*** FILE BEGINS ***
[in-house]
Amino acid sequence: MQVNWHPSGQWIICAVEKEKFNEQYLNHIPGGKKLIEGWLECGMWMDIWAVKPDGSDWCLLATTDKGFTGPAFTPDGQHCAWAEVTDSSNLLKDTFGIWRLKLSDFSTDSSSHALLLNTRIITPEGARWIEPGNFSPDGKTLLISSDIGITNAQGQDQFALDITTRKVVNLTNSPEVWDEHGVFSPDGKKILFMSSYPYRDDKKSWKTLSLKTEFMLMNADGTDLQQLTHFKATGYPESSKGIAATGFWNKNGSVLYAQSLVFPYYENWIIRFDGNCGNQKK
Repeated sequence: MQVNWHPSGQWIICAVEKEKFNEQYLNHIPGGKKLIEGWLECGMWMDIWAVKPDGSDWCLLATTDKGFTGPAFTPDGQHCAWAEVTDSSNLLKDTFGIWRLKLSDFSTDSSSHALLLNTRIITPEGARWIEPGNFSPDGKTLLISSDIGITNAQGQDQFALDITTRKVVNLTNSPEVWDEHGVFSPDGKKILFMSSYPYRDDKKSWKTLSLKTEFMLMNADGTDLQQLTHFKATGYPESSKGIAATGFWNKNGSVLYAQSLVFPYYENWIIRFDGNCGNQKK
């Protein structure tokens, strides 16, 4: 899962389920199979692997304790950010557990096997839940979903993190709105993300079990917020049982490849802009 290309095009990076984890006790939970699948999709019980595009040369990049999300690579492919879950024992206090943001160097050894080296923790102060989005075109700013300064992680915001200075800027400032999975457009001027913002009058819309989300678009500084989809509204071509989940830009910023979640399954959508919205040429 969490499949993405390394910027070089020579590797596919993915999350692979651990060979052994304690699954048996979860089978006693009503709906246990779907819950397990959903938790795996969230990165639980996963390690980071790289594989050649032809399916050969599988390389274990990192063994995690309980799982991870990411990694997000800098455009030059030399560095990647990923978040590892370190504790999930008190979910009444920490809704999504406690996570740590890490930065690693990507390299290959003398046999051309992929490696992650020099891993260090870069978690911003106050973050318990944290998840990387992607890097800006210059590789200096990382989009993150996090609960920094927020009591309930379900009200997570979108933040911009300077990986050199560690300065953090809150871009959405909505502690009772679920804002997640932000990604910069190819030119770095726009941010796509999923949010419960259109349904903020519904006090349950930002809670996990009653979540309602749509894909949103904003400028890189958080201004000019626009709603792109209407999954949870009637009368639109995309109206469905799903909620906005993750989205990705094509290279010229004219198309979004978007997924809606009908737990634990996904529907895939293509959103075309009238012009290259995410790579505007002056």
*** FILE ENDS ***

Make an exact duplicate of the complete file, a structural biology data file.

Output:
[in-house]
Amino acid sequence: MQVNWHPSGQWIICAVEKEKFNEQYLNHIPGGKKLIEGWLECGMWMDIWAVKPDGSDWCLLATTDKGFTGPAFTPDGQHCAWAEVTDSSNLLKDTFGIWRLKLSDFSTDSSSHALLLNTRIITPEGARWIEPGNFSPDGKTLLISSDIGITNAQGQDQFALDITTRKVVNLTNSPEVWDEHGVFSPDGKKILFMSSYPYRDDKKSWKTLSLKTEFMLMNADGTDLQQLTHFKATGYPESSKGIAATGFWNKNGSVLYAQSLVFPYYENWIIRFDGNCGNQKK
Repeated sequence: MQVNWHPSGQWIICAVEKEKFNEQYLNHIPGGKKLIEGWLECGMWMDIWAVKPDGSDWCLLATTDKGFTGPAFTPDGQHCAWAEVTDSSNLLKDTFGIWRLKLSDFSTDSSSHALLLNTRIITPEGARWIEPGNFSPDGKTLLISSDIGITNAQGQDQFALDITTRKVVNLTNSPEVWDEHGVFSPDGKKILFMSSYPYRDDKKSWKTLSLKTEFMLMNADGTDLQQLTHFKATGYPESSKGIAATGFWNKNGSVLYAQSLVFPYYENWIIRFDGNCGNQKK
């Protein structure tokens, strides 16, 4: 899962389920199979692997304790950010557990096997839940979903993190709105993300079990917020049982490849802009 290309095009990076984890006790939970699948999709019980595009040369990049999300690579492919879950024992206090943001160097050894080296923790102060989005075109700013300064992680915001200075800027400032999975457009001027913002009058819309989300678009500084989809509204071509989940830009910023979640399954959508919205040429 969490499949993405390394910027070089020579590797596919993915999350692979651990060979052994304690699954048996979860089978006693009503709906246990779907819950397990959903938790795996969230990165639980996963390690980071790289594989050649032809399916050969599988390389274990990192063994995690309980799982991870990411990694997000800098455009030059030399560095990647990923978040590892370190504790999930008190979910009444920490809704999504406690996570740590890490930065690693990507390299290959003398046999051309992929490696992650020099891993260090870069978690911003106050973050318990944290998840990387992607890097800006210059590789200096990382989009993150996090609960920094927020009591309930379900009200997570979108933040911009300077990986050199560690300065953090809150871009959405909505502690009772679920804002997640932000990604910069190819030119770095726009941010796509999923949010419960259109349904903020519904006090349950930002809670996990009653979540309602749509894909949103904003400028890189958080201004000019626009709603792109209407999954949870009637009368639109995309109206469905799903909620906005993750989205990705094509290279010229004219198309979004978007997924809606009908737990634990996904529907895939293509959103075309009238012009290259995410790579505007002056």